COVID-19 cases in the four Golden Triangle counties continue to increase as the holiday season begins and local hospitals continue to manage several symptomatic patients per day.
By early November, Gloria Herriott had decorated 20 Christmas trees in her store. Wreaths hang from the archway and the blue walls inside Hollyhocks Gift Shop, a brick-and-mortar store in downtown Columbus that Herriott has owned for 23 years. Santa Claus dolls sit atop a shelf next to the window.
In the holiday shopping season, consumers tend to flock to popular retail stores like Wal-Mart, Belk and also use online ordering from services like Amazon. There are also other local options in the Golden Triangle: thrift stores.
It's been a difficult year for millions of Americans -- a pandemic that has infected 12 million Americans and killed a quarter-million, ugly incidents of racial injustice, and a bitterly contested presidential election. Yet today, Americans pause for a moment to recognize our blessings and good fortune and express our hopes for the future on this Thanksgiving Day. We asked Golden Triangle residents what they are thankful for this Thanksgiving.
At the mention of her son Wednesday morning, Willie Mae Spraggins broke into tears, her voice shaky.
Lisa Long has never cooked a Thanksgiving turkey before, but she will this year. Her family gathers in a group of about 15 most years, usually at her house in Starkville, and everyone brings a dish. She usually makes a side dish or a dessert while someone else handles the turkey, she said, but this year the group is limited to just her household -- her, her husband and their 10-year-old daughter -- due to the ongoing COVID-19 pandemic.
Even as she talks about plans for this year's Thanksgiving preparations, there's a wistful tone in Judy Otts' voice. On Thursday, the 47 residents of Carrington Nursing Center in Starkville will still enjoy a traditional Thanksgiving meal and some will have visits from relatives. The common areas will still be decorated for the holiday.
For five years, Dustin Nichols cooked meals on Thanksgiving Day and fed whoever came looking for food from his North Columbus home. This year, the Alabama native is hoping for a broader reach.
As COVID-19 cases keep soaring both statewide and nationwide, the numbers in the four-county area continue to climb.
The surge in COVID-19 cases that is sweeping the state may finally be arriving in the Golden Triangle, administrators from hospitals in Columbus, Starkville and West Point acknowledge.
The Golden Triangle continues to be a sought-after region for industrial growth, even during a pandemic, Golden Triangle Development LINK CEO Joe Max Higgins told the Starkville board of aldermen at its Friday work session.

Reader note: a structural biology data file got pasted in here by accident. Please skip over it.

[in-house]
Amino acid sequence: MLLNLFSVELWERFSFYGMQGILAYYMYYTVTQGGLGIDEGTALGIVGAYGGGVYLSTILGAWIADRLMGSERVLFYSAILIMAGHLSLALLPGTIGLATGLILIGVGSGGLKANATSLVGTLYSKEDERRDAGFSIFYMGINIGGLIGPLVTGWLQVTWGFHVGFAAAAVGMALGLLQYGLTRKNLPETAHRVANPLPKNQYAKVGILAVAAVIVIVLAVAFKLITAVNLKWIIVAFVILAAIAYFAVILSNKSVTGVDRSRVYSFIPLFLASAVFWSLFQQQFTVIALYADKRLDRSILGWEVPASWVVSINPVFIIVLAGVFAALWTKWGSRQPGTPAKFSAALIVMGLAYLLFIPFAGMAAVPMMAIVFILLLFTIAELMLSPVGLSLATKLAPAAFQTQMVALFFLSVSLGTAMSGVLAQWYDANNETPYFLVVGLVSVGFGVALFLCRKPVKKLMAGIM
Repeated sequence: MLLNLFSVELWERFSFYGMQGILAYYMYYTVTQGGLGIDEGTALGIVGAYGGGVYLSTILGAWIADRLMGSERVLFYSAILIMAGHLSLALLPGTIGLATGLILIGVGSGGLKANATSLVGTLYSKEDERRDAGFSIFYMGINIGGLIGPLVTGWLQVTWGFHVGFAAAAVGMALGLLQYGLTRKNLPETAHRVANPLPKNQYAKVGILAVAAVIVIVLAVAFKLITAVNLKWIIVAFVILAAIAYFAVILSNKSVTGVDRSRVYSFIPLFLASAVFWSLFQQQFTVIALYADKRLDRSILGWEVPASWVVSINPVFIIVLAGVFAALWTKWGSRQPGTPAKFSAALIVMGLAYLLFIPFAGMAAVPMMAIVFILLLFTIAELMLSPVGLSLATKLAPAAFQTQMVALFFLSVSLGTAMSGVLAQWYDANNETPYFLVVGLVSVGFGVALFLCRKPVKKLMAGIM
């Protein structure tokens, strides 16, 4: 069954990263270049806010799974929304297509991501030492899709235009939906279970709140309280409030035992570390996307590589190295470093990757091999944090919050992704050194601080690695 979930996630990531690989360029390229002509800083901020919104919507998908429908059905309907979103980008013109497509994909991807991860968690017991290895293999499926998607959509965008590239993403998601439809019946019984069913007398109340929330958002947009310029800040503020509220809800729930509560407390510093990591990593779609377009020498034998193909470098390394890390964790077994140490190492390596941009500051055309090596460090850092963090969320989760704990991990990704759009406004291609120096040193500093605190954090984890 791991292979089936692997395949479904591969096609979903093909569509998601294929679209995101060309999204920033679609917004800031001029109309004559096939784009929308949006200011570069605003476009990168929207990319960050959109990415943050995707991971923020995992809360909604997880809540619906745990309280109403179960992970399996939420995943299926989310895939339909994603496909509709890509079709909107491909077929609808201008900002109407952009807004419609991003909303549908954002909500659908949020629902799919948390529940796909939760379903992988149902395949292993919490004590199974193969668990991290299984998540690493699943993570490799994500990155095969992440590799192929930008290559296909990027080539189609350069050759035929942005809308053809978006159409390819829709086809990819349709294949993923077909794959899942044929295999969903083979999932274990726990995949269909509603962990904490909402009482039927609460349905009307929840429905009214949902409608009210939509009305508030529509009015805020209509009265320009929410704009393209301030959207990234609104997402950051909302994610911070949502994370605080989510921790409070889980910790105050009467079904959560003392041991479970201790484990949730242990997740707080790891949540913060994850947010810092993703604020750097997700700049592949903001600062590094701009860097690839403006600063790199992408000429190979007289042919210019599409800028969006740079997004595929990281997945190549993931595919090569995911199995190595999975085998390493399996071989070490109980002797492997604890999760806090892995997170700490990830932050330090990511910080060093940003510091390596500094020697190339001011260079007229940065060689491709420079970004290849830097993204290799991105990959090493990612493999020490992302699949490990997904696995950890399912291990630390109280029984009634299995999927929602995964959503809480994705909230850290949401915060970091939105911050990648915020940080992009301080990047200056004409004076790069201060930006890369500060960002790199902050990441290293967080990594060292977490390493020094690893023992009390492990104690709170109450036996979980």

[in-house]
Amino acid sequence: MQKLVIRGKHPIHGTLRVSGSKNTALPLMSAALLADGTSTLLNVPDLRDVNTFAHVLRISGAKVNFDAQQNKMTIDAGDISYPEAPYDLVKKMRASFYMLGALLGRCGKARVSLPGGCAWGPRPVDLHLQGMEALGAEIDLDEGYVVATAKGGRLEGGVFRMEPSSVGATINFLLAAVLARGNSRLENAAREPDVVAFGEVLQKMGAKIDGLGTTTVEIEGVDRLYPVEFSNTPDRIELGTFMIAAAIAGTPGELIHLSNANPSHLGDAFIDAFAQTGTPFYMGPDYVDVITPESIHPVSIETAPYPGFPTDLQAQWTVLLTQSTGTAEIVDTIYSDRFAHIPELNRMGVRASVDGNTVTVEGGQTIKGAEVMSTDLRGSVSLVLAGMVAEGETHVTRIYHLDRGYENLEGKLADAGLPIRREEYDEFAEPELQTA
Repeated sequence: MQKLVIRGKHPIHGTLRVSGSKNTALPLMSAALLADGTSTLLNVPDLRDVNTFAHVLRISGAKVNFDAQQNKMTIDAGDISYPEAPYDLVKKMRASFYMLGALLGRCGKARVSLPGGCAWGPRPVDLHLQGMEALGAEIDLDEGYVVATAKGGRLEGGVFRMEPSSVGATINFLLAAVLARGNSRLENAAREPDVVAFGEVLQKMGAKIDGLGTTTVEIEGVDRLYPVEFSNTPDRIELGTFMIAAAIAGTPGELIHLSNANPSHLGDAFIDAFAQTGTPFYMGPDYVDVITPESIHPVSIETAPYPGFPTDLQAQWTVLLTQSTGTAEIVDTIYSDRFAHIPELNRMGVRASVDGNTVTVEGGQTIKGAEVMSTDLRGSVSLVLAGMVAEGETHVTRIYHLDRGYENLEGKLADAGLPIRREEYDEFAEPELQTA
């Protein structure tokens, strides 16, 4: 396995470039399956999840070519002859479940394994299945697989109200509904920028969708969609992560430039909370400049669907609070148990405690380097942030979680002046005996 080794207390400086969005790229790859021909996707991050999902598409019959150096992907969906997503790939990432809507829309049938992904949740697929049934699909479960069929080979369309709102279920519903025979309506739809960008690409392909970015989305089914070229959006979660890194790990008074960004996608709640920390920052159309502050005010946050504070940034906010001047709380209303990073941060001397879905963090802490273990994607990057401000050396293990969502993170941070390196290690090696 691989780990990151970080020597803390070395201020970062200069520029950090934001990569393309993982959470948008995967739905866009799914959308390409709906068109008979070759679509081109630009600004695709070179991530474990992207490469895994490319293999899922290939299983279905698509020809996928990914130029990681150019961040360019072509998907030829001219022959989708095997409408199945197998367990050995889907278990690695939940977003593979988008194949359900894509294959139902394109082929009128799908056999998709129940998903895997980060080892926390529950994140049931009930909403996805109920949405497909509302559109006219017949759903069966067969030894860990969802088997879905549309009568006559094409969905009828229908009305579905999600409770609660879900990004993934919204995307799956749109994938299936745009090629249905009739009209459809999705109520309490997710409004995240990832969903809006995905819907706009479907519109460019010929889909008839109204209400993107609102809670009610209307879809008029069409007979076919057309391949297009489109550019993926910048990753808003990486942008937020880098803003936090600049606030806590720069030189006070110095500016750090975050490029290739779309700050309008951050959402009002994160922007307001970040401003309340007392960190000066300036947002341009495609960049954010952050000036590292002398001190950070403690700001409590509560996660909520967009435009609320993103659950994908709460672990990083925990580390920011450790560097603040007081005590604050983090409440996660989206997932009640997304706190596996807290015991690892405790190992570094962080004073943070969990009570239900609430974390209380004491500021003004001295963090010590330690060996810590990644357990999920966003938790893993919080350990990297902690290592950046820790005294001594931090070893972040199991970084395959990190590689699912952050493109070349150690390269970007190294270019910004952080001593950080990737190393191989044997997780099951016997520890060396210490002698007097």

Some private schools in the four-county area are not reporting COVID-19 related information directly to Mississippi State Department of Health, in violation of an Aug. 14 state order put in place to track virus cases in schools.
COVID-19 coronavirus cases in the Golden Triangle continue to rise along with those nationwide, with 339 new cases in the past week after 215 new cases the week before.
WEST POINT -- A "Please Wear Face Masks" sign was displayed at the entrance to the lot where C&M Southern Midways Carnival had set up at the intersection where West Church Hill Road meets Highway 45 Alternate on Wednesday. Behind it, the cotton candy concession stand, bright yellow ticket booth and Ferris wheel were already in place, along with roughly a dozen other rides and concession stands, just as they had been every fall for more than a decade.
Another month, another failed effort by Ward 4 Selectman Keith McBrayer to open the city parks.
When Grey Land heard the news that 4-County Electric Power Association would be reducing its rates for the next 12 months, he didn't immediately start making his retirement plans. He kept on bush-hogging.
Neely Bryan woke up Friday with a pair of swollen eyes. She could not sleep well. The night before, she hurried from West Point to Starkville, worried. Bradley, a 7-year-old dog she had rescued, was dying, her friend told her.
Walking toward the doorway to the athletic offices at Mississippi University for Women in July 2019, a pair of now-former employees ran into Athletic Director Jason Trufant speaking with a third-party vendor.
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